Latino Theatre Co., formerly known as Latino Theatre Lab, makes its official debut as L.A.'s newest mid-sized theater company this week with a revival of their "August 29."
Jose Luis Valenzuela's troupe created "August 29" for a 1990 production at Los Angeles Theatre Center. At that time, Latino Theatre Lab was a branch of the resident LATC company, which folded a year later. The Lab then immigrated to the Mark Taper Forum, but it declared independence last year and moved to Plaza de la Raza, in a Lincoln Heights location closer to the symbolic heart of the Chicano community.
The first preview of this latest production will take place on Tuesday--the date mentioned in the title. August 29 is the 25th anniversary of the violent death of journalist Ruben Salazar during the 1970 Chicano Moratorium, a key event in the script.
However, parts of the script have changed to reflect developments over the past five years, Valenzuela said. The current debate over affirmative action will be mentioned, and Valenzuela will use footage from the aftermath of the July 29 incident in which Antonio Gutierrez, 14, was shot to death by a police officer a few blocks from the theater.
Valenzuela said the script also will mention the 1993 controversy over the abolition of the UCLA Chicano Studies department, which may make the play especially provocative when it moves to UCLA's Freud Theatre for an Oct. 6-15 run, sponsored by UCLA as part of a series of Latino-themed programs.
The Sept. 1-Oct. 1 run of the play at the Margo Albert Theatre of Plaza de la Raza, which will be configured for 170 seats, will use Actors' Equity's Hollywood Area Theatre contract. The budget of "August 29" is about $100,000, Valenzuela said. The group's only previous production at the Plaza, a brief run of "La Victima" last fall, was a benefit for the anti-Proposition 187 campaign and was presented in a smaller seat ing configuration, Valenzuela said. Additional seats will be added to the Albert Theatre after "August 29" closes, bringing capacity up to 220. Then Valenzuela hopes to launch a full subscription season of shows in January, including a Latino-oriented "Of Mice and Men," an L.A. adaptation of Dario Fo's "We Won't Pay! We Won't Pay!," a new piece by Culture Clash and a dramatization of the book "Latinos."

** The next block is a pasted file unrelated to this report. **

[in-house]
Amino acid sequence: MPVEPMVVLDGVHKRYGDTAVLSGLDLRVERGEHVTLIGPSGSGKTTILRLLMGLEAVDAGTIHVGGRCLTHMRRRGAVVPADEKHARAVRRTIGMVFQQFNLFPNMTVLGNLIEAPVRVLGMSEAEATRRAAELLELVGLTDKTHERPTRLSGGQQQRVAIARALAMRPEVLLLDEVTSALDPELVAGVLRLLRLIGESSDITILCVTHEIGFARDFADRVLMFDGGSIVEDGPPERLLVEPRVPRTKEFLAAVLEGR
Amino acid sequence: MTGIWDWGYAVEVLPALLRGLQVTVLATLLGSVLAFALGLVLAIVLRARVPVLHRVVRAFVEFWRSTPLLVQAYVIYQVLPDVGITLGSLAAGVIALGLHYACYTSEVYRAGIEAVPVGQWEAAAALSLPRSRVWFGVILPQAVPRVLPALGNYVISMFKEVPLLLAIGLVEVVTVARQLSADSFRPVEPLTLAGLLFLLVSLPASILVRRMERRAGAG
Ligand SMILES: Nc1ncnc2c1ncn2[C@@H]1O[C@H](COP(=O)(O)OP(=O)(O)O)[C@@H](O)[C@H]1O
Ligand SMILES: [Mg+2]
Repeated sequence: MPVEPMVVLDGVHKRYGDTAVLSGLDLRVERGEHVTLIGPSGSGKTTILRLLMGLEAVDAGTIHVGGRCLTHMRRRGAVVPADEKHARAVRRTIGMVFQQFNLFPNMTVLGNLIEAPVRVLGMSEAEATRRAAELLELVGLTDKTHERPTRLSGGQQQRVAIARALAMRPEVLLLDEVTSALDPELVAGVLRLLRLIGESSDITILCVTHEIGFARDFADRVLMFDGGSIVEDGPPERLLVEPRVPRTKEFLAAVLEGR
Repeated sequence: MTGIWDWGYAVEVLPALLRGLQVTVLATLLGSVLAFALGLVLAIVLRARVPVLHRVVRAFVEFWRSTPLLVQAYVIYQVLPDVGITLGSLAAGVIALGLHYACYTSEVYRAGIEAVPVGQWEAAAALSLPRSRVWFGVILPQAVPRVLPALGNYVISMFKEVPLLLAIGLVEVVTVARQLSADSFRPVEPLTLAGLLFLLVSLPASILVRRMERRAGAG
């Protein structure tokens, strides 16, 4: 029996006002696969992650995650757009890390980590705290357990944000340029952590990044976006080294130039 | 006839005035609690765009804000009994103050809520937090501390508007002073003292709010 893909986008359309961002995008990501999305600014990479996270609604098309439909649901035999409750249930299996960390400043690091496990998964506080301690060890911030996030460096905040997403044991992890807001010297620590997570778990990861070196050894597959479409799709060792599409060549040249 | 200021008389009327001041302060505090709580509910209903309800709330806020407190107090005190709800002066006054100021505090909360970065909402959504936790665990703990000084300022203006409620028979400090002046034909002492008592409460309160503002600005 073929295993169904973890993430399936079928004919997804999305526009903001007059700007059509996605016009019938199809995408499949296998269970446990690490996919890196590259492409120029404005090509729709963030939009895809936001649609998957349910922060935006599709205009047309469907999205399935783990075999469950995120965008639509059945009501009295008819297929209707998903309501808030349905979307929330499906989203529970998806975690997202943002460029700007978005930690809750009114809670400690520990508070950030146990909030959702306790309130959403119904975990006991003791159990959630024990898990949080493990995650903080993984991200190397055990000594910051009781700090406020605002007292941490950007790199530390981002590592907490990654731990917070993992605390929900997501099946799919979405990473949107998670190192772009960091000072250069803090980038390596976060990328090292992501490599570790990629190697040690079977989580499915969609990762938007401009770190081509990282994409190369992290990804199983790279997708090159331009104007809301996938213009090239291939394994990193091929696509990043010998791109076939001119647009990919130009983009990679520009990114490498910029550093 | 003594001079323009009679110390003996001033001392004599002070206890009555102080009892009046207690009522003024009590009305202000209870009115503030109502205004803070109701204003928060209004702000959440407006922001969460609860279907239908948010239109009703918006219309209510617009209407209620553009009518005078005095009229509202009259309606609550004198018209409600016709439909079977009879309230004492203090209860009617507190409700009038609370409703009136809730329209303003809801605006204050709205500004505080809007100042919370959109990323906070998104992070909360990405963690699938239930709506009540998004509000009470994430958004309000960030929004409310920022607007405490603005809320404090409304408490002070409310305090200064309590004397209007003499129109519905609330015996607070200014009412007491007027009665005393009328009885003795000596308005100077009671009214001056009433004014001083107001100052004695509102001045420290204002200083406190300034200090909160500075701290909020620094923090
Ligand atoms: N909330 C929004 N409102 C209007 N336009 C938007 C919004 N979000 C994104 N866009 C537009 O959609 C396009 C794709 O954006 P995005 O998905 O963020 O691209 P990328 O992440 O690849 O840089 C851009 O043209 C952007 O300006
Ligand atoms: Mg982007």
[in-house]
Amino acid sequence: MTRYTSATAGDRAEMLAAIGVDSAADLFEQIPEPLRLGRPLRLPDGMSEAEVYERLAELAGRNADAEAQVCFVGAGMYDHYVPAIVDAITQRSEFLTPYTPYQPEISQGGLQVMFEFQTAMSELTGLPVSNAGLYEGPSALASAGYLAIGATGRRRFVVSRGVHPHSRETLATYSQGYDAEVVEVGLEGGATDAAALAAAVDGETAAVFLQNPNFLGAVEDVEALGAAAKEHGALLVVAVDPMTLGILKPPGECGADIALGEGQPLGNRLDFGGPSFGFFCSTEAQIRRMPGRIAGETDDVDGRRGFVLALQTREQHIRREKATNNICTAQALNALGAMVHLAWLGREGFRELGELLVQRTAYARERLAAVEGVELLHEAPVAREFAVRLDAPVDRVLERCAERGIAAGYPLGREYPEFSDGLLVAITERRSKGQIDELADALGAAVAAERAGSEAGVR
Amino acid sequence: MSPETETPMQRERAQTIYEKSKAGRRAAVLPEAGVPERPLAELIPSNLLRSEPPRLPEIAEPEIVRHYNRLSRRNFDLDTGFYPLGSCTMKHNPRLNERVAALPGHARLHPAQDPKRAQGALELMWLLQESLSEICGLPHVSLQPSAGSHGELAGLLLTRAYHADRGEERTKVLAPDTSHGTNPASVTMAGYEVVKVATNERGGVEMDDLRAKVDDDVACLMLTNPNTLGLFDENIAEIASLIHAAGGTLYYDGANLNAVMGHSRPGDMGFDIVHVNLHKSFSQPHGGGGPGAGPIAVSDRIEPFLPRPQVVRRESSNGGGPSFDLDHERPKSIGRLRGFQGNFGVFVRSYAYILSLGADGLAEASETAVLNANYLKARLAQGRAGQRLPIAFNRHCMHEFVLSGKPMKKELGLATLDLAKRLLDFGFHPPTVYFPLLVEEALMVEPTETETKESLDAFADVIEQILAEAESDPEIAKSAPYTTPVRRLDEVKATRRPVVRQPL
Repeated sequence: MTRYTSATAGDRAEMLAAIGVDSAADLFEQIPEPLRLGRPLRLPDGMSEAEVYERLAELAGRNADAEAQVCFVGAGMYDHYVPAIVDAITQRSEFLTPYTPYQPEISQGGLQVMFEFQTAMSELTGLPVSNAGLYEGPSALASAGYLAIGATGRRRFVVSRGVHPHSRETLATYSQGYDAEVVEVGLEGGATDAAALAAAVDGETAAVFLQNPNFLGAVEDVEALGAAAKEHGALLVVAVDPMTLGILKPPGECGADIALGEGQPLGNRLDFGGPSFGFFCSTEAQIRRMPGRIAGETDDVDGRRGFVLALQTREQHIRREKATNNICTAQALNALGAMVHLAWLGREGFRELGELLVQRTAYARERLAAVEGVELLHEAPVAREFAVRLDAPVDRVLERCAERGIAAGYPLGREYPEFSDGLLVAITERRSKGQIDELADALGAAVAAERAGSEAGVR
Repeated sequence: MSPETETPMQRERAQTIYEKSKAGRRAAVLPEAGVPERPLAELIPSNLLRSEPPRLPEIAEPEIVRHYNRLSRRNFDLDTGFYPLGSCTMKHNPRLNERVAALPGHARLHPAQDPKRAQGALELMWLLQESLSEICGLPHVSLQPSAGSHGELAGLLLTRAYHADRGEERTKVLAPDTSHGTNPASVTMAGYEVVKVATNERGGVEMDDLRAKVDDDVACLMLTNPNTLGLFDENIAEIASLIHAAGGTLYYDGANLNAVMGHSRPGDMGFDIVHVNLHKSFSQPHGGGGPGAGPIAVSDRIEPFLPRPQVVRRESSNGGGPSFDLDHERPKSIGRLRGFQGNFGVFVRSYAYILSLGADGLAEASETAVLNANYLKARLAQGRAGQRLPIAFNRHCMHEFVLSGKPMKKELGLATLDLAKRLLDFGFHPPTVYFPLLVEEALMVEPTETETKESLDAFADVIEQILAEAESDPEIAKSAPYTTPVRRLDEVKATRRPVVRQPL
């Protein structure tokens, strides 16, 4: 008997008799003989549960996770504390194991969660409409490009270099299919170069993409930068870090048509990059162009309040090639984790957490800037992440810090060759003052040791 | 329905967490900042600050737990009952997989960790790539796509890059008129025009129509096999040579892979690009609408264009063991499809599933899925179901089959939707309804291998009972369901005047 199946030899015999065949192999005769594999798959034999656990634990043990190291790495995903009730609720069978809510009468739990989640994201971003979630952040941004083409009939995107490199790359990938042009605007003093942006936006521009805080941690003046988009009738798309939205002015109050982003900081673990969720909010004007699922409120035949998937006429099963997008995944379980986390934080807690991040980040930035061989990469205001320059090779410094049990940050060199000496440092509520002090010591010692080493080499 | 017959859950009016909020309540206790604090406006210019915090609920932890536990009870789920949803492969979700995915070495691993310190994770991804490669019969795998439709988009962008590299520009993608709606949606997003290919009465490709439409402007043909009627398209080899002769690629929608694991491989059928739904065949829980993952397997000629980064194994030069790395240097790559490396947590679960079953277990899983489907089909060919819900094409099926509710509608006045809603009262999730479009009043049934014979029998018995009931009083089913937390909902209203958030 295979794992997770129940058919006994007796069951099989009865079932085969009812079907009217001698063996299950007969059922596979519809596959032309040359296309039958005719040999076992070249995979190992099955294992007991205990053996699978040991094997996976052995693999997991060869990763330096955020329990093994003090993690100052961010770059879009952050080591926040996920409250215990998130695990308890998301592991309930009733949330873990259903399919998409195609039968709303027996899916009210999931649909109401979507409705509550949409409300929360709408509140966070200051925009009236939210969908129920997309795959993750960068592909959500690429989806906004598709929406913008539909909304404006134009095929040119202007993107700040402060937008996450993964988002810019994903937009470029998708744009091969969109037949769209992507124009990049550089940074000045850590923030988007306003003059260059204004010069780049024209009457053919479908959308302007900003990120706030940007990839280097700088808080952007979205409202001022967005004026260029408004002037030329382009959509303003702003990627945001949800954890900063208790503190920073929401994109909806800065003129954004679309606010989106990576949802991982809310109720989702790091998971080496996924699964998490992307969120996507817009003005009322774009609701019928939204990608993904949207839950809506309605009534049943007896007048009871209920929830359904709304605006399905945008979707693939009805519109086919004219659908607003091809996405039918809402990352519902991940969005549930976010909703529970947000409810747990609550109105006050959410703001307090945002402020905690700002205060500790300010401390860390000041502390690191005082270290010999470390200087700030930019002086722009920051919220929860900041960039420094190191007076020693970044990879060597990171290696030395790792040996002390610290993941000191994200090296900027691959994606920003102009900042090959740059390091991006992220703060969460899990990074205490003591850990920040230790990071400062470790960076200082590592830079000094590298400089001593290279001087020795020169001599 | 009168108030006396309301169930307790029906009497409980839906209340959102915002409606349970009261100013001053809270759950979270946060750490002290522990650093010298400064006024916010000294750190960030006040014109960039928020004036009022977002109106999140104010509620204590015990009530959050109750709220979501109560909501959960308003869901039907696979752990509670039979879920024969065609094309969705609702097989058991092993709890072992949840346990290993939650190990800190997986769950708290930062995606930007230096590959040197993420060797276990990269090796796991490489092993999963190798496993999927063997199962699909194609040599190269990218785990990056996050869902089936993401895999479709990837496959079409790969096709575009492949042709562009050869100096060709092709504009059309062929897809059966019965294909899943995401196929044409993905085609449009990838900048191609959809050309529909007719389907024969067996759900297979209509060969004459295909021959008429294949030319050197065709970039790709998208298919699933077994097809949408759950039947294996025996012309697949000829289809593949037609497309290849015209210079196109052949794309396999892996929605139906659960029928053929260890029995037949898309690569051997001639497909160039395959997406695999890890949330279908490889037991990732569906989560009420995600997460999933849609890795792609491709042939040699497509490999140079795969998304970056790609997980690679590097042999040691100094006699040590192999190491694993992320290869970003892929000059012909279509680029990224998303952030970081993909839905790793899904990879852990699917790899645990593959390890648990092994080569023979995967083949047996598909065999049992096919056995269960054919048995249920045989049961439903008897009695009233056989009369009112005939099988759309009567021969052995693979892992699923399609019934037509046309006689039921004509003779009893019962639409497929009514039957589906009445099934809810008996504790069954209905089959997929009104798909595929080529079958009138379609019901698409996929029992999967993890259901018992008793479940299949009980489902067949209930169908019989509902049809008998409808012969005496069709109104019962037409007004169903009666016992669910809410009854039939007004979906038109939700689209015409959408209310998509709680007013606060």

AT HORTON PLAZA: San Diego Repertory Theatre has announced its 20th-anniversary season, which also marks the 10th anniversary of its move to downtown San Diego's Horton Plaza. The lineup:
* The return of the nostalgic musical comedy "Suds" (Sept. 30-Oct. 29).
* The West Coast premiere of the two-man "The True History of Coca-Cola in Mexico" (Oct. 27-Nov. 26), by Patrick Scott and Aldo Velasco, a satirical look at American documentarians who tackle Mexican history.
* "A Christmas Carol" (Nov. 25-Dec. 24).
* "A Streetcar Named Desire" (Jan. 27-Feb. 18).
* The West Coast premiere of Bob Eaton's "Lennon," about the late Beatle (March 1-31).
* "The Whole World Is Watching," Sophocles' Oedipus saga reimagined as a tabloid TV talk show, as adapted by two San Diego artistic directors: Douglas Jacobs of the Rep and Scott Feldsher of Sledgehammer Theatre (April 27-May 26).
LLOYD WEBBER WATCH: Last week's official announcement that Andrew Lloyd Webber's next project will be a film musical, "Whistle Down the Wind," added this note for the stage faithful: "A private workshop of a theatre version of the musical will take place in London in November, after which Andrew Lloyd Webber will consider whether the project has a future on the stage."